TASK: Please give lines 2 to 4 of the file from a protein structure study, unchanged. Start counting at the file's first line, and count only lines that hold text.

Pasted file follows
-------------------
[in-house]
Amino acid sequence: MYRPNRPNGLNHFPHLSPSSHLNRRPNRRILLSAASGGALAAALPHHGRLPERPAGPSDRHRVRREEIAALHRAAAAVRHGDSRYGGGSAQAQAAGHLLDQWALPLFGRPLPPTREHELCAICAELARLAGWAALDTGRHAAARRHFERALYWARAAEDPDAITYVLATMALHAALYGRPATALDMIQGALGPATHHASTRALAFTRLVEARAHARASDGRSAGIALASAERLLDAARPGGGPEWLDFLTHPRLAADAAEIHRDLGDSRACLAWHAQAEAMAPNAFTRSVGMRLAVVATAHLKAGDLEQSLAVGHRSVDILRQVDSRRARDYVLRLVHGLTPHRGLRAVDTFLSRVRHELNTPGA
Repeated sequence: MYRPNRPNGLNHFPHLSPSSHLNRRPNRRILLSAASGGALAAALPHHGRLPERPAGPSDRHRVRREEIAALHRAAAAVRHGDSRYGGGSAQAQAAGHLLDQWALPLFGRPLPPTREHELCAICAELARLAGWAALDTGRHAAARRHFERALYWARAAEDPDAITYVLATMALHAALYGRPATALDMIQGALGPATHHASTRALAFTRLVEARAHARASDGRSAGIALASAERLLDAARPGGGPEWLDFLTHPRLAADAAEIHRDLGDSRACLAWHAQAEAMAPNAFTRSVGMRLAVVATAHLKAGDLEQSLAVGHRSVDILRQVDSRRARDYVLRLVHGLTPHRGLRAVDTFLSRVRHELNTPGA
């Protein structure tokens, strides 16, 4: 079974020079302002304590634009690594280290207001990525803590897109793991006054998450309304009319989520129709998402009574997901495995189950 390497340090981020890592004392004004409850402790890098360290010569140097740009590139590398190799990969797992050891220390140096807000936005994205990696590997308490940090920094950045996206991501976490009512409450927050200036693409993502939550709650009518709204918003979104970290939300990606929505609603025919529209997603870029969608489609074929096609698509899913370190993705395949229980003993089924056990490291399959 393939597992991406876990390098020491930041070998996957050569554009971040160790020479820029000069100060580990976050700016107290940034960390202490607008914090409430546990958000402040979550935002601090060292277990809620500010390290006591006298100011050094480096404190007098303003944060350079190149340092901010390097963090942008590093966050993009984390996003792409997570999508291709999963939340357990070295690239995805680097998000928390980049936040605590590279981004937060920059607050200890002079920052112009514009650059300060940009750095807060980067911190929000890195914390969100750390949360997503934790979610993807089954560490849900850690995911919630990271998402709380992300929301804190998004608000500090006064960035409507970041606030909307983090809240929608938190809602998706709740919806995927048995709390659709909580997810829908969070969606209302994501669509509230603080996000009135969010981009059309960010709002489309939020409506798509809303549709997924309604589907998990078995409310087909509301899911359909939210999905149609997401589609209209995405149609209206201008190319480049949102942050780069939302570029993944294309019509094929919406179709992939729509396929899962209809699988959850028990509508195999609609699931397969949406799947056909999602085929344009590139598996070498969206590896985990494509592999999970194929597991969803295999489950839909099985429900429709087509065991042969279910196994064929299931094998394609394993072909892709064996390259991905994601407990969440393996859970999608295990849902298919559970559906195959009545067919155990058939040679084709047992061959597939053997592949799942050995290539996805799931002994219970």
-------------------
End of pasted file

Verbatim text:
Amino acid sequence: MYRPNRPNGLNHFPHLSPSSHLNRRPNRRILLSAASGGALAAALPHHGRLPERPAGPSDRHRVRREEIAALHRAAAAVRHGDSRYGGGSAQAQAAGHLLDQWALPLFGRPLPPTREHELCAICAELARLAGWAALDTGRHAAARRHFERALYWARAAEDPDAITYVLATMALHAALYGRPATALDMIQGALGPATHHASTRALAFTRLVEARAHARASDGRSAGIALASAERLLDAARPGGGPEWLDFLTHPRLAADAAEIHRDLGDSRACLAWHAQAEAMAPNAFTRSVGMRLAVVATAHLKAGDLEQSLAVGHRSVDILRQVDSRRARDYVLRLVHGLTPHRGLRAVDTFLSRVRHELNTPGA
Repeated sequence: MYRPNRPNGLNHFPHLSPSSHLNRRPNRRILLSAASGGALAAALPHHGRLPERPAGPSDRHRVRREEIAALHRAAAAVRHGDSRYGGGSAQAQAAGHLLDQWALPLFGRPLPPTREHELCAICAELARLAGWAALDTGRHAAARRHFERALYWARAAEDPDAITYVLATMALHAALYGRPATALDMIQGALGPATHHASTRALAFTRLVEARAHARASDGRSAGIALASAERLLDAARPGGGPEWLDFLTHPRLAADAAEIHRDLGDSRACLAWHAQAEAMAPNAFTRSVGMRLAVVATAHLKAGDLEQSLAVGHRSVDILRQVDSRRARDYVLRLVHGLTPHRGLRAVDTFLSRVRHELNTPGA
């Protein structure tokens, strides 16, 4: 079974020079302002304590634009690594280290207001990525803590897109793991006054998450309304009319989520129709998402009574997901495995189950 390497340090981020890592004392004004409850402790890098360290010569140097740009590139590398190799990969797992050891220390140096807000936005994205990696590997308490940090920094950045996206991501976490009512409450927050200036693409993502939550709650009518709204918003979104970290939300990606929505609603025919529209997603870029969608489609074929096609698509899913370190993705395949229980003993089924056990490291399959 393939597992991406876990390098020491930041070998996957050569554009971040160790020479820029000069100060580990976050700016107290940034960390202490607008914090409430546990958000402040979550935002601090060292277990809620500010390290006591006298100011050094480096404190007098303003944060350079190149340092901010390097963090942008590093966050993009984390996003792409997570999508291709999963939340357990070295690239995805680097998000928390980049936040605590590279981004937060920059607050200890002079920052112009514009650059300060940009750095807060980067911190929000890195914390969100750390949360997503934790979610993807089954560490849900850690995911919630990271998402709380992300929301804190998004608000500090006064960035409507970041606030909307983090809240929608938190809602998706709740919806995927048995709390659709909580997810829908969070969606209302994501669509509230603080996000009135969010981009059309960010709002489309939020409506798509809303549709997924309604589907998990078995409310087909509301899911359909939210999905149609997401589609209209995405149609209206201008190319480049949102942050780069939302570029993944294309019509094929919406179709992939729509396929899962209809699988959850028990509508195999609609699931397969949406799947056909999602085929344009590139598996070498969206590896985990494509592999999970194929597991969803295999489950839909099985429900429709087509065991042969279910196994064929299931094998394609394993072909892709064996390259991905994601407990969440393996859970999608295990849902298919559970559906195959009545067919155990058939040679084709047992061959597939053997592949799942050995290539996805799931002994219970």